During these past two months, different experiences have put the cross and the Resurrection into my heart.
There was the passing of a number of people: a colleague who suffered a heart attack in the parking garage after a recruiting dinner; the wife of an elderly friend who drove herself and a friend to my talk but collapsed outside the lecture hall; the mother of a classmate — a lady refined in every way possible; and my beloved nanny. To steel myself to activate the conveyor belt for her cremation, I intoned, “From dust we come, to dust we return.”
At a speech for the Religious Education Congress in Los Angeles, the anguish of the Hispanic community filled me. The “Dreamers” are so gripped with fear and anxiety that even trips to church are now a risk many are afraid to take. Tears welled up.
When did this country resort to hunting down refugees and immigrants? When did a document override the dignity of the person? Is cruelty the new sport?
But beyond the suffering, I saw the people of God gathered to be with each other and do what we do when we don’t know where else to go: call on the name of God. In our prayer together, hope swells.
A good friend left a simple voicemail: “clean,” a profound word for a young mother battling stage 4 cancer.
Minutes before a piano recital, my teacher Gerry whispered gleefully that her doctor is willing to release her from more treatments as her thyroid cancer is under control. This will be the first summer in five when plans will not be placed on hold.
Despite my lifelong (50 years) fear of performing, I agreed to do a Mozart duet with her. She had waited 18 years for the right student to come along and I wanted to be part of something happy for her. I gained too, as I lost most of my fear when I saw the other pupils doing their best: some perfect, some not, but all putting themselves out there.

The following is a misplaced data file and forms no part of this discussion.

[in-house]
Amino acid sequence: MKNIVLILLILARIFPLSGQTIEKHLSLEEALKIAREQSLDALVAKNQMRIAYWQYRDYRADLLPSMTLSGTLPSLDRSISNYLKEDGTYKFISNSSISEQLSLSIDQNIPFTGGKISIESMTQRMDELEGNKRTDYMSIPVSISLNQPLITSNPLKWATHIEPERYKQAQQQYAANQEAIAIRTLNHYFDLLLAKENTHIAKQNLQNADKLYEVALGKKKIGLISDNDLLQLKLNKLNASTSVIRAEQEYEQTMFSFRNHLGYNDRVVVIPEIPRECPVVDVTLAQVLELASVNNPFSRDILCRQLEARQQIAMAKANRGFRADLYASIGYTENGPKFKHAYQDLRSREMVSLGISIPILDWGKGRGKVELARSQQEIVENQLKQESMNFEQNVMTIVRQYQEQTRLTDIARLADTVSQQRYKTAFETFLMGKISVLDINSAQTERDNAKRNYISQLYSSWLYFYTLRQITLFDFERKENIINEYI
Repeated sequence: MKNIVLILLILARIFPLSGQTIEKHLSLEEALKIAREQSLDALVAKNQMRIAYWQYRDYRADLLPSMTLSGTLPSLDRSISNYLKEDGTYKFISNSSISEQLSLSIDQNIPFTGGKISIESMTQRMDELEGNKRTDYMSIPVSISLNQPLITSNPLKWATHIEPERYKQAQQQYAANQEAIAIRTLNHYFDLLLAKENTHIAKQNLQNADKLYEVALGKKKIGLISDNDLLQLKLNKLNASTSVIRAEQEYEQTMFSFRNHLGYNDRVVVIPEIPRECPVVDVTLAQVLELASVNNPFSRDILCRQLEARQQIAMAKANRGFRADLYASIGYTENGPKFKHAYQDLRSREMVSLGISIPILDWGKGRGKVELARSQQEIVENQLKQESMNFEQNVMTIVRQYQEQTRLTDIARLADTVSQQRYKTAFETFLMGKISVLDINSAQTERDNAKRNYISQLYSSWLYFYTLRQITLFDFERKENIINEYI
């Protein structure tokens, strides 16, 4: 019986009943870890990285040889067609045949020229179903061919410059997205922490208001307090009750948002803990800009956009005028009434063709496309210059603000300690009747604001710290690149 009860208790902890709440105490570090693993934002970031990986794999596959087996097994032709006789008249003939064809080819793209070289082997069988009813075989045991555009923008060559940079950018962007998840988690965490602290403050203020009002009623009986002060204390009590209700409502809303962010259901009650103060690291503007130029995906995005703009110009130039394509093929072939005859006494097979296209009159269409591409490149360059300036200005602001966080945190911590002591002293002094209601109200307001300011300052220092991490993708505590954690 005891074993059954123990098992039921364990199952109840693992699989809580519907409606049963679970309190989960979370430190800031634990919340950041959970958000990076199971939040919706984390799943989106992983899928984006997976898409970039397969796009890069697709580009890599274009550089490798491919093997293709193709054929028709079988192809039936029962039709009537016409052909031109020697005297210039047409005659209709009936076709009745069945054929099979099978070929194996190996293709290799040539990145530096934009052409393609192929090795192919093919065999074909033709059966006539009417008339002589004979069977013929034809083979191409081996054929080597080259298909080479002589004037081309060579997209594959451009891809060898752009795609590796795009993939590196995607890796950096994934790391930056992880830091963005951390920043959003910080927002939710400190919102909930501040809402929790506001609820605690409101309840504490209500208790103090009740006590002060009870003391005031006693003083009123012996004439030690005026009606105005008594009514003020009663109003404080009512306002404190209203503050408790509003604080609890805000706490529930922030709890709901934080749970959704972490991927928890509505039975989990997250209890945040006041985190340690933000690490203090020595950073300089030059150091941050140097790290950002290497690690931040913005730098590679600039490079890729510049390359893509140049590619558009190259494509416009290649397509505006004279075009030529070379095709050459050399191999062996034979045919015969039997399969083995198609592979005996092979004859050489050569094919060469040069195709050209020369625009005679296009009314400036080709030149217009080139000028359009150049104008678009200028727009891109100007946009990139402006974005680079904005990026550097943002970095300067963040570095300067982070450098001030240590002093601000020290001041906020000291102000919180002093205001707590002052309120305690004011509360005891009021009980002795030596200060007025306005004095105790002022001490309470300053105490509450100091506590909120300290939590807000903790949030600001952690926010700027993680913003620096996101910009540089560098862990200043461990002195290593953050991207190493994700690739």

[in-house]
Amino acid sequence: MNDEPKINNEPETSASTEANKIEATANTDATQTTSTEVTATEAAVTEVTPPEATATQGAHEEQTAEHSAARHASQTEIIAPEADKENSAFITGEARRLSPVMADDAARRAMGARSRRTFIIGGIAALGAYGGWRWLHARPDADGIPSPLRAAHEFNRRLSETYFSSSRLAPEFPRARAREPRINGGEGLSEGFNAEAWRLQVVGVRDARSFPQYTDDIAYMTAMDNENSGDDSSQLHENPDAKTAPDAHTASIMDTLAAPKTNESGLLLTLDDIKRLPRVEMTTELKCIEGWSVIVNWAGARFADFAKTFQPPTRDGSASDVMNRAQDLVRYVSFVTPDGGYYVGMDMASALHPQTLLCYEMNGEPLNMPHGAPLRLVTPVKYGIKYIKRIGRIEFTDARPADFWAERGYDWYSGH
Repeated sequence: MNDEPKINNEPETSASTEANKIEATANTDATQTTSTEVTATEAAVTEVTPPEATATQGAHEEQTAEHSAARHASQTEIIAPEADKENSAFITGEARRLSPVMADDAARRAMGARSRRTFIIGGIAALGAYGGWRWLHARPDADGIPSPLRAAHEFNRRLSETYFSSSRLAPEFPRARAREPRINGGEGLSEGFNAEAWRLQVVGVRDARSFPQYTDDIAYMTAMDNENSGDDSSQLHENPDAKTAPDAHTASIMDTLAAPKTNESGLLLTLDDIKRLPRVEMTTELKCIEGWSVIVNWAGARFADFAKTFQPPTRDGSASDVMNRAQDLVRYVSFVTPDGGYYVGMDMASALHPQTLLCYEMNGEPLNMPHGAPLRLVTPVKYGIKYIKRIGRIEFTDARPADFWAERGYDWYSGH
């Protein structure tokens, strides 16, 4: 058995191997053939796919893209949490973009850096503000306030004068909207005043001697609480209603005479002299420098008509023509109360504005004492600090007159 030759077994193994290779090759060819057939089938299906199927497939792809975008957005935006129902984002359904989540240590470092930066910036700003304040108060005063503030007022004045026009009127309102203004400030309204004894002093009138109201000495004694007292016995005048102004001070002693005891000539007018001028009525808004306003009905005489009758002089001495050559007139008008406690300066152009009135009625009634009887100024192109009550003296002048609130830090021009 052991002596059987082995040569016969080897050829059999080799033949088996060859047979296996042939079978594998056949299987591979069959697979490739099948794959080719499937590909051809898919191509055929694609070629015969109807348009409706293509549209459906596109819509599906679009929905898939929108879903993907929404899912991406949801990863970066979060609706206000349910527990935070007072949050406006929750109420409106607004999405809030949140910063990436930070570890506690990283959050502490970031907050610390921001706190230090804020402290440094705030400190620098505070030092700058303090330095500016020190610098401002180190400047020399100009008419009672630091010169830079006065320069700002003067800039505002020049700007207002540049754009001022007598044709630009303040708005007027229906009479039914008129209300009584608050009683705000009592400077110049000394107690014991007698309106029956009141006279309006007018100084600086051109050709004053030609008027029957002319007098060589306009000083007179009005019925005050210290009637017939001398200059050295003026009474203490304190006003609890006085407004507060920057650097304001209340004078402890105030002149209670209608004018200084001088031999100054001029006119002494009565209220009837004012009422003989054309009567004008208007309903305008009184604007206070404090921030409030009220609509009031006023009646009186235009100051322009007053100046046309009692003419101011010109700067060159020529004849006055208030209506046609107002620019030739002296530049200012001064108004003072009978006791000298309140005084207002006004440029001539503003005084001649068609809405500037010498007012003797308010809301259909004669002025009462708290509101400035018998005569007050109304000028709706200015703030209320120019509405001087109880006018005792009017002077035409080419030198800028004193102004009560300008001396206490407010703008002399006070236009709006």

I probably started on that journey when a friend who has come through her struggles with self-doubt offered this advice: “Carolyn, you are fearful because you want perfection. But perfection is not us; we make mistakes, and these make us real, authentic.” New freedom!
My brother struggles with the loss of his leg to diabetes and a wound that would not heal. Though baptized and raised a Catholic, he has drifted away. A friend’s gift from the Holy Land has ignited his desire to pray the rosary again.
My older sister did her part by typing the prayers and instructions. Though I could have told her that she could download these from the internet, I refrained because there was heart and spirit in her loving labor. My brother mentioned he did not know what is in his future. I do not either, but I know God is in it. My next task after this essay is to mark out dates for visits.
On Holy Saturday, a package came from Mary, the widow of Catholic author Brian Doyle. Much loved by all for his witty, inspiring and unabashedly Catholic prose, Brian’s early passing was a searing loss to all his friends and particularly his family.
Mary put her art to Brian’s words to let me know she and the family are forging new beginnings. The quote reads: “In short, I believe in believing, which doesn’t make sense, which gives me hope.”
We believe because God, whose love overcomes all suffering and failures, holds back nothing to get to us.
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